The Girl in Black

Se necesita una poca de gracia.

Thursday, January 12, 2006

Unsolveable Philosophical Quandires

I was talking with a friend of mine last night about gaming. He was telling me of a myriad of political systems (or somesuch) that could be involved in their setting, and how their characters would relate to them all. Ultimately, it got so complicated that they said "Screw it, we'll make our own damn political system."

To which I replied "Sometimes the most complicated things are ultimately simple."

He paused for a minute, and then said "That's a very Buddhist thought."

Amused by this, I then painted a visual picture for him that I have had in my mind's eye for many, many years (as I am wont to do with people on occasion).

"Take a dot," I said. "Put a few more next to it, and then add more. It doesn't matter, maybe horizontally, maybe vertically, maybe diagonally." My eyes lit up, my expressions went manic and wild. "But keep adding dot after dot after dot and suddenly you don't have dots anymore, but you have a line. And then you take that line..."

I finished it there, but it's how I see things a lot of the time. Infinite complexities leading to infinite simplicities leading to infinite complexities again and so on. And when I apply it to human existance, things get very complicated indeed.

The talk of "feminism" yesterday and my apparently Buddhist thought patterns have conicided in my thoughts again, and I am reminded of the difficulties of reforming society. We as "women" want to be seen as "just people," you see. And if I expand that thought further, to encompass all other cultures and demographics, when it comes down to it we're all "just people." We have a lot in common, and we all want to be treated with respect (however we tend to define it).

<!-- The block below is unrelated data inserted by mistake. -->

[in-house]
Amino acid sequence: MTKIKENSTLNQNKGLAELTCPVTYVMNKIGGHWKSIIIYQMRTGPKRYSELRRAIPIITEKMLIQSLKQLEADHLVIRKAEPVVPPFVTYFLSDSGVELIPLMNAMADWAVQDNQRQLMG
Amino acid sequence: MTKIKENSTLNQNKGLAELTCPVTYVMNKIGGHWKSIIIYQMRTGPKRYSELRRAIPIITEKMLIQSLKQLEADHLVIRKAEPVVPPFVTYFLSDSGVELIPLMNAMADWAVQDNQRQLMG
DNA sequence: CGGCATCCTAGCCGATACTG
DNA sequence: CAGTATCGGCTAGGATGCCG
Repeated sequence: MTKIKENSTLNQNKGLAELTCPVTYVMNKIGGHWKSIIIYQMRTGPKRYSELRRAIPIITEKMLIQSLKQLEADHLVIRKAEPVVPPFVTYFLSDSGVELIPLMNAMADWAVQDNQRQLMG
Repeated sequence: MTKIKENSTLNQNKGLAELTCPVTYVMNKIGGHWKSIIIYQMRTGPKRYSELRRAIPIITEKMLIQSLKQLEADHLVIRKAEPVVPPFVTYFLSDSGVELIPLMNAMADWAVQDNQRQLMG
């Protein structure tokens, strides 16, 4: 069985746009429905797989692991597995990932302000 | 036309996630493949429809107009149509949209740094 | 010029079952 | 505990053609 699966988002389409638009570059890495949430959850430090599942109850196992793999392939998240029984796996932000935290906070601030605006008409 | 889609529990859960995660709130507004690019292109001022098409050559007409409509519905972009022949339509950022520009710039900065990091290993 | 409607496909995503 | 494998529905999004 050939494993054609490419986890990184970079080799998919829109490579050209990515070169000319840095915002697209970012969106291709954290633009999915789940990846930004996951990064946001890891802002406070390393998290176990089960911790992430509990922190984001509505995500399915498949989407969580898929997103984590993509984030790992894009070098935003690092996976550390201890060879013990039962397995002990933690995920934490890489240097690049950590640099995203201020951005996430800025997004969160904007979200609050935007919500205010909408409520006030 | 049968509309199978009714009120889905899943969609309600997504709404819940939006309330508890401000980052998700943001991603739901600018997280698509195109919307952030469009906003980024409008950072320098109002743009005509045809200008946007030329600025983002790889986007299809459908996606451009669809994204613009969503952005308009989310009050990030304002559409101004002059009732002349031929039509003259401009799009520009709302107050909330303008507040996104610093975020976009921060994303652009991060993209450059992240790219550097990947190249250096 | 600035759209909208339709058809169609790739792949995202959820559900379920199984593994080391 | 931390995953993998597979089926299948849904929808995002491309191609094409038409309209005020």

To me respect means nothing short of being seen as an equal, and being given no special or restrictive social treatment on the mere basis of gender, skin color, immediate cultural/class background, etc. Now, granted, respect must be maintained. If an individual wants to take out a loan on a house, for instance, and they have an absolutely horrid credit record of their own making, they should be treated as someone who could be termed a "deadbeat bum." And conversely, if an individual has been a loyal and stellar customer with a meticulously spotless credit rating, they should be given the best terms on a loan possible.

But everyone should be given a fair chance at the start.

However, the problem with everyone being "just people" is that we have the potential to lose certain important parts of our identities. Diversity is the spice of life, and such a wonderful thing to have. And certain "just people" have grouped together over time to form little divisions of identity separate from the whole of all the other "just people" people. I have mentioned before, I think, how poignantly this hit home when I began to learn more about Jewish culture from my ex boyfriend. I was completely flabbergasted at how there was an entirely different culture and way of life living conicidally with my own, and that the general way I was raised (with a somewhat Christian backing) was very much not the way that this other culture existing comfortably in our society raised their children. I felt terrible that I had never truly understood what it is to be Jewish until then. At times it's a very special thing.

And how could I expect anyone to give up the culture that they have been born with, that has shaped them in some way whether they went with it or against? Or the societal subculture that they identify with? More than that, there are certain inherent differences in gender that I fully believe are naturally occuring (only unfortunately exploited and exacerbated by societal conditioning). There are things that make me different from men both physically and psychologically that I want to be recognized, not ignored.